5:45 – Slight giggles at “Old Man Yells At Cloud”.

6:25 – Discussing the fashionable history of the zoot suit.

6:30 – Long silence as Homer’s in the car on Grampa’s date for some reason.

7:00 – Jean breaks the uncomfortable silence by talking about how Branson, Missouri is a real place. They’re getting all defensive that people might not get some of the jokes because the entertainers they’re “satirizing” are so very old.

7:35 – They’re surprised they were able to do a Viagra joke. They’re so impressed with it that they sit silently at watch it for the twenty five seconds it takes to tell.

8:00 – That long, erectile silence is broken briefly to note that Grampa gets laid twice this season. That’s followed by more silence.

8:25 – Silence again temporarily broken to note that it’s unusual for Grampa and Lisa to fight. Now, back to the silence.

8:50 – Silence broken after Grampa runs up stairs for no reason, here’s the exact quote:

“Now, Olympia Dukakis, she’s related to governor Dukakis, right?”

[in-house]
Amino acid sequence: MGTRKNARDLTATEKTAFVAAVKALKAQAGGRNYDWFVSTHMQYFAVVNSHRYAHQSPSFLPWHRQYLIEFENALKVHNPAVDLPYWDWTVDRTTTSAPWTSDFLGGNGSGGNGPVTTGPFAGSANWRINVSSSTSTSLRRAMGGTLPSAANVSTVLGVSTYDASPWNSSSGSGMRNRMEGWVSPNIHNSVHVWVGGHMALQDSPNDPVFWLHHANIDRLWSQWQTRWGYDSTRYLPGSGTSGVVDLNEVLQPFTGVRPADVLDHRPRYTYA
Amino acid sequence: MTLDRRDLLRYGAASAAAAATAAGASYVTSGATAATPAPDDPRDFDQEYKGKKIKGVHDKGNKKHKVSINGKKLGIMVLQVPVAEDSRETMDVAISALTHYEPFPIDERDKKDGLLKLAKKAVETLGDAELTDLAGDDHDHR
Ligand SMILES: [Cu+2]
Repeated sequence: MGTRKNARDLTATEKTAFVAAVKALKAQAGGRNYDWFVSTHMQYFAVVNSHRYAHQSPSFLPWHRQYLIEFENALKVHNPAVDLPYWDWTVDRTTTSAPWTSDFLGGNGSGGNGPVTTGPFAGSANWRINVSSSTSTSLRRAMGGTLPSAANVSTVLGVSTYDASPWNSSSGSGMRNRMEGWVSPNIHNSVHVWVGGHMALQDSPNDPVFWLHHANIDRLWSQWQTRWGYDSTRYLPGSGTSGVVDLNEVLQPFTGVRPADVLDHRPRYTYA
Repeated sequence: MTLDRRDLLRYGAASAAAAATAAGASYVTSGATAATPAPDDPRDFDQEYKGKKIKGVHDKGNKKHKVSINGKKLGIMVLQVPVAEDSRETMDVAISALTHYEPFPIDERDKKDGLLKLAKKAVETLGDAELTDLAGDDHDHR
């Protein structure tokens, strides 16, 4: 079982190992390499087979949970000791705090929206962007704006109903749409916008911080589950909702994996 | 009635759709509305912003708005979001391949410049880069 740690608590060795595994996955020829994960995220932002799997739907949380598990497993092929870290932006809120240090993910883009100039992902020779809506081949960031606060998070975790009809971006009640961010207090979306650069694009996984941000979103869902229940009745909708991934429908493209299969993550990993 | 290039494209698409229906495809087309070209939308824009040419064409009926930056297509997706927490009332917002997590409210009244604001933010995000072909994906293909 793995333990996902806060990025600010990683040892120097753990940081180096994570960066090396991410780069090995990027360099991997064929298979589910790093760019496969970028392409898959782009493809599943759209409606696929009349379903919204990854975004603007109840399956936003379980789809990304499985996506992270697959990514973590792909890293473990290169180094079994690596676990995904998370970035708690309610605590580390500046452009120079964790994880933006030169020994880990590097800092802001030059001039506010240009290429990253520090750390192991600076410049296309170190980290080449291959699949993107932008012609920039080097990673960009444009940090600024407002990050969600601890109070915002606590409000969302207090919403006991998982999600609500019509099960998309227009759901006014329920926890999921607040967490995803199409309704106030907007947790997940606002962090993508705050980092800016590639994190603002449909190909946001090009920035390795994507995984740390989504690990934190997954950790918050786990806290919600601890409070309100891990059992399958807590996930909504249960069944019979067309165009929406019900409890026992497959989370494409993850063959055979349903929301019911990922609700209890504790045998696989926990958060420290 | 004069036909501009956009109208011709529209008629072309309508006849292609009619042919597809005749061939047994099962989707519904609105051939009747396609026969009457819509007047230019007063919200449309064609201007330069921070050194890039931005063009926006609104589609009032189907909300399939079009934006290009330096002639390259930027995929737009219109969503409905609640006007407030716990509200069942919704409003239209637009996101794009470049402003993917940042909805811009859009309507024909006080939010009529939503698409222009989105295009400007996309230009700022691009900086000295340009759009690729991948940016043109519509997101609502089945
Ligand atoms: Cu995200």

“Yes, both Greeks form the Northeast.”

Coming up next week on another hilarious Zombie Simpsons commentary, obscure relatives of Barry Goldwater and Al Gore!

9:00 – Nervous giggling at Homer’s “switcheroo” with Grampa.

9:40 – Overly expensive leather jackets, like Branson Missouri, actually do exist. For about the third time this episode:


10:30 – Now they’re talking about how they have Simpsons jackets.

11:00 – Now they’re talking about the Christmas presents they got from the show this year. It’s the GPS with Homer’s voice that gets people lost.

11:45 – More half remembered reminisces about where else they’ve seen the other old guys.

12:00 – More nervous laughter at one of their “cheats” (since there’s no hill near the Simpson house). I’ve said this before, and I’ll say it again: they know this stuff is weak, and they do not care.

12:50 – Long silence again.

12:55 – After Jean describes Dukakis’ character in this scene as “senior sexy”, someone (can’t tell who) chimes in that Helen Mirren is sexy. After pointing out that has nothing to do with anything, they discuss Mirren in detail.

14:00 – Jean discusses the difficulty of doing “radio” jokes because you’ve got to be aware of what’s going to be on screen while you do it.

14:35 – Discussing repeated backgrounds in animation, like it’s an innovation.

15:15 – More laughing at the cheap nature of the plot.

15:55 – Discussing hobos.